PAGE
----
and consumer embrace that we have seen with the DVD, which has
   quickly become the fastest growing consumer electronics platform in
   history. Second, and even more importantly, they are moving forward
   in this direction because, as I have said before, I believe (and I
   pray we are right) that 99% of the American public are not hackers.
   Given the choice between a legal alternative for watching movies
   and stealing, I believe the vast majority will choose the
   legitimate alternative, but only if we do not allow lawlessness to
   become "mainstream".

                              The Third Front

   To use technology to apply the protective garments of content
   encryption, watermarking and other necessities for guarding the
   life of movies as they make their way through the digital
   distribution chain, and to ensure that piracy remains out of the
   mainstream and on the fringes.

   In testimony before the Judiciary and Commerce Committees I have
   outlined a number of specific goals relative to the development and
   adoption of technology standards by the Information Technology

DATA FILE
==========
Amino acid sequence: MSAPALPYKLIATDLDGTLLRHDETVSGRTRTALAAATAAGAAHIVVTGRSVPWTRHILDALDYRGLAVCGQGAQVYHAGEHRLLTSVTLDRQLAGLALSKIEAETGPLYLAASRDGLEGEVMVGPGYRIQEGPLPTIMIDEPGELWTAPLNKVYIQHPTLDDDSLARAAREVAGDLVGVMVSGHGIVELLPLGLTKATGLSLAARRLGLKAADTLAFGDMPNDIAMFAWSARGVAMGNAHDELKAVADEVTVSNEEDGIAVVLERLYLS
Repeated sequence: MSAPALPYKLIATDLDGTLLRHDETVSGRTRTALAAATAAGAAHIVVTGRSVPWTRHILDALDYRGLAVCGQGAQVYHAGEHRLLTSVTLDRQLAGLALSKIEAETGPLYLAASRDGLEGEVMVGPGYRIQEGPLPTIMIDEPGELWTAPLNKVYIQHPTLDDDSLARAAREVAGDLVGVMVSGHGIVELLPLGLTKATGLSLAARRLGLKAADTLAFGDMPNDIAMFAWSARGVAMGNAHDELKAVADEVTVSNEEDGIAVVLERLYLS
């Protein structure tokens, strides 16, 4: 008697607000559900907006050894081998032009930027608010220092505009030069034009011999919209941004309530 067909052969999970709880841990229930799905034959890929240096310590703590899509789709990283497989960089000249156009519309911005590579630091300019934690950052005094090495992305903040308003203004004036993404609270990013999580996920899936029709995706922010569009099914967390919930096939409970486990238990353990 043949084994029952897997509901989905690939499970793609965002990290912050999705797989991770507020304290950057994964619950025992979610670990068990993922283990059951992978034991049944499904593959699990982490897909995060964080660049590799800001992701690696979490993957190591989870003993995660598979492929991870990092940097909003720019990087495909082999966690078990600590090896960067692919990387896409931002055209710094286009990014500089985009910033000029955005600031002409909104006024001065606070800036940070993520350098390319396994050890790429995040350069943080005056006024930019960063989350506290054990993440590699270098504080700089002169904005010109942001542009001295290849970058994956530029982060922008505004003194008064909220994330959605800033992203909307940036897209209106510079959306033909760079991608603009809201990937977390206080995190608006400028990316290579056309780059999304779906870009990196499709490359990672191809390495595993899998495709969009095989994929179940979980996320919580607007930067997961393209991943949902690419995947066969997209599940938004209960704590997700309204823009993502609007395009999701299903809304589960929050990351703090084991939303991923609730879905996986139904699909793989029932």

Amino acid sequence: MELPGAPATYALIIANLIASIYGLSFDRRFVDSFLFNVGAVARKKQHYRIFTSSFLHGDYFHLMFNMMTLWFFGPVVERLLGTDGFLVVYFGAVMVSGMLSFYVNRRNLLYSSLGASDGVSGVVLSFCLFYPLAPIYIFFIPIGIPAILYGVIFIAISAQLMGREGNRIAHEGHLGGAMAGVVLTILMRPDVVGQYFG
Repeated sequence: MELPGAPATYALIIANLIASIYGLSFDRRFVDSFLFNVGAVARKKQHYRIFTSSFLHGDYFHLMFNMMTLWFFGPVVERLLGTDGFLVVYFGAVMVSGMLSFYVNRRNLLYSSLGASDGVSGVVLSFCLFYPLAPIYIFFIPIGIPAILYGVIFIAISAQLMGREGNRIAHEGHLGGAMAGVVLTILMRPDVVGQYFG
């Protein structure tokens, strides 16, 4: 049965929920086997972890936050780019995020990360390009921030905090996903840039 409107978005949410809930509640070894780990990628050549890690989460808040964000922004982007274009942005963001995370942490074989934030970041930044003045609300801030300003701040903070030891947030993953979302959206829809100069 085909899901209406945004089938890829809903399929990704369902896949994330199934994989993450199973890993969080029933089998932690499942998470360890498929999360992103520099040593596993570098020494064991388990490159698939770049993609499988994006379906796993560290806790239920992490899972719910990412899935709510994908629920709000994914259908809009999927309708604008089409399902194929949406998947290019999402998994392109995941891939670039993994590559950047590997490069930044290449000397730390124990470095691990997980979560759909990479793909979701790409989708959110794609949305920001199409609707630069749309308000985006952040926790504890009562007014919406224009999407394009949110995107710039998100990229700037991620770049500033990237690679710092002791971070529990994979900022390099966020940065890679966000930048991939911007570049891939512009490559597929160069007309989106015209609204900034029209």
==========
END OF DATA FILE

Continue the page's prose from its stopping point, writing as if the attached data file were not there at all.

(IT), consumer electronics (CE) and copyright communities. These
   include the adoption of a "broadcast flag" to prevent unencrypted
   over-the-air digital television broadcasts from being redistributed
   on the Internet; adoption and implementation of technology to plug
   the "analog hole" whereby protected content is stripped of its
   protection through the digital to analog, or analog to digital,
   conversion process, and the adoption and implementation of
   technology to limit the rising tide of unauthorized peer-to-peer
   file distribution of copyrighted works, of which I have spoken. The
   attainment of these goals is key to the viability of a legitimate
   marketplace for the online digital distribution of motion pictures,
   and we look forward to continuing to work with the IT and CE
   industries, as well as your colleagues on the Judiciary and
   Commerce Committees, to achieve a successful outcome on this front.

      The Important Role of the CJS Subcommittee in the Future of the
                     Internet as a New Delivery System